• Associated with gout, increased sodium urate, mental retardation and self-mutilation

3) Allopurinol

Drug used primarily to treat hyperuricemia  and it’s complication (gout)

Mechanism of action

Allopurinol is a structural isomer of hypoxanthine (a naturally occurring purine in the body) and is an enzyme inhibitor, inhibiting xanthine oxidase.Xanthine oxidase is responsible for the successive oxidation of hypoxanthine and xanthine resulting in the production of uric acid, the product of human purine metabolism. In addition to blocking uric acid production, inhibition of xanthine oxidase causes an increase in hypoxanthine and xanthine, which are converted to closely related purine ribotides adenosine and guanosine monophosphates. Increased levels of these ribotides causes feedback inhibition of amidophosphoribosyl transferase, the first and rate-limiting enzyme of purine biosynthesis. Allopurinol therefore decreases both uric acid formation and purine synthesis.


Allopurinol is rapidly metabolized by its target, xanthine oxidase, to its active metabolite oxypurinol, which is also an inhibitor of xanthine oxidase. Allopurinol is almost completely metabolized to oxypurinol within two hours of oral administration, whereas oxypurinol is slowly excreted by the kidneys over 18-30 hours. For this reason, oxypurinol is believed to be responsible for the majority of allopurinol’s effect.

4) Differentiate the different types of arthritis

  • Rheumatoid arthritis
    • asymmetrical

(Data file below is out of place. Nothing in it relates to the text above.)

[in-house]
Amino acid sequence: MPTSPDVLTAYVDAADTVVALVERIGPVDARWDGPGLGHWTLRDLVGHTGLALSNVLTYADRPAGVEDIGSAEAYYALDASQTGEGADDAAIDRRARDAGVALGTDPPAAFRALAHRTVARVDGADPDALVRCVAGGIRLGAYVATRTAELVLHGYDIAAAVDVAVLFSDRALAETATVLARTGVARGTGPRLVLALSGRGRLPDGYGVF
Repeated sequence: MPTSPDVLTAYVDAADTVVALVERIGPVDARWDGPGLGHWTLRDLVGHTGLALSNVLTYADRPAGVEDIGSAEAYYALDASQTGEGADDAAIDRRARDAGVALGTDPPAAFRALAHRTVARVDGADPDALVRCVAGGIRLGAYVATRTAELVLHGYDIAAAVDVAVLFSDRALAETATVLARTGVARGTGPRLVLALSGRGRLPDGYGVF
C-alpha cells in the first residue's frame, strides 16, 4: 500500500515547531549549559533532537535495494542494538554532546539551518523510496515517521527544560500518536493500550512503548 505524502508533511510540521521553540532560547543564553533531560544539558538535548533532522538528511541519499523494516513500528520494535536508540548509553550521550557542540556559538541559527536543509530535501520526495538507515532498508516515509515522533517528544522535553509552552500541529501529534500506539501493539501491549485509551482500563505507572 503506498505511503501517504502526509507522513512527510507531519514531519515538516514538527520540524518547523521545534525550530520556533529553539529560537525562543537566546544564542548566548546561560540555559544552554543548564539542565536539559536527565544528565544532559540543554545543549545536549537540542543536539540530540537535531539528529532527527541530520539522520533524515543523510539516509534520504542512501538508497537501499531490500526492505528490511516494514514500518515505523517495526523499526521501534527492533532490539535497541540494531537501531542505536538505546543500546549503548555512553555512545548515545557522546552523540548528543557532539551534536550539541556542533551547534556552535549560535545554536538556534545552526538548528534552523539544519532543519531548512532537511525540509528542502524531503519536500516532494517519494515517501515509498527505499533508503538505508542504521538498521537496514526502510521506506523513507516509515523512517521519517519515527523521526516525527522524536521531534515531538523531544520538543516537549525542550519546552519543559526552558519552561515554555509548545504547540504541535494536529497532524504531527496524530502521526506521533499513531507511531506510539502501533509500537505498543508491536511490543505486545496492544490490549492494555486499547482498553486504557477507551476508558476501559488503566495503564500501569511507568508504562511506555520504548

• Osteoarthritis
    • no acute attacks, progressive (swelling)
  1. One aspect of gout which is overlooked in this lecture is that most gout flares are initiated during sleep. The sleep connection has been known at least since Dr. Thomas Sydenham wrote about it in 1683. It is a very important clue to the pathogenesis of gout.
    Most gout flares are a direct result of sleep apnea, and overcoming the sleep apnea can cure the gout. The hypoxemia of sleep apnea has three effects which lead to an overnight gout flare in short order. Effect #1 is cellular catabolism in which ATP degradation is accelerated, culminating irreversibly in the cellular generation of excess uric acid fed into the blood, faster than any food would cause. Effect #2 is hypercapnia and acidosis, so that the blood can hold less uric acid in solution. Effect #3 is a long term acceleration of the deterioration of the kidneys’ glomerular filtration rate so that removal of uric acid from the blood is slowed. Thus, with sleep apnea there is an abrupt increase in the influx of uric acid in the blood, slowed efflux, and reduced storage capacity — perfect storm conditions for monosodium urate precipitation. Furthermore, after awakening and normal breathing is restored, the first two effects dissipate so that a blood test taken during waking hours misses their peaks.
    Gout experts should feel embarrassed for having missed this connection for so long, especially since gout has been reported to have so many of the same comorbidities already known to be consequences of long-term untreated sleep apnea (eg., cardiovascular diseases, diabetes, kidney disease.) One of the first steps for treating gout should be screening and diagnosis for sleep apnea, followed by treatment of the sleep apnea where indicated. I know from my own experience and the experiences of others that overcoming sleep apnea can prevent additional inflammatory gout flares immediately. More importantly, gout is an early warning of sleep apnea, which when heeded can lead to the early treatment of sleep apnea, thereby greatly reducing the risk for the development of sleep apnea’s life-threatening consequences.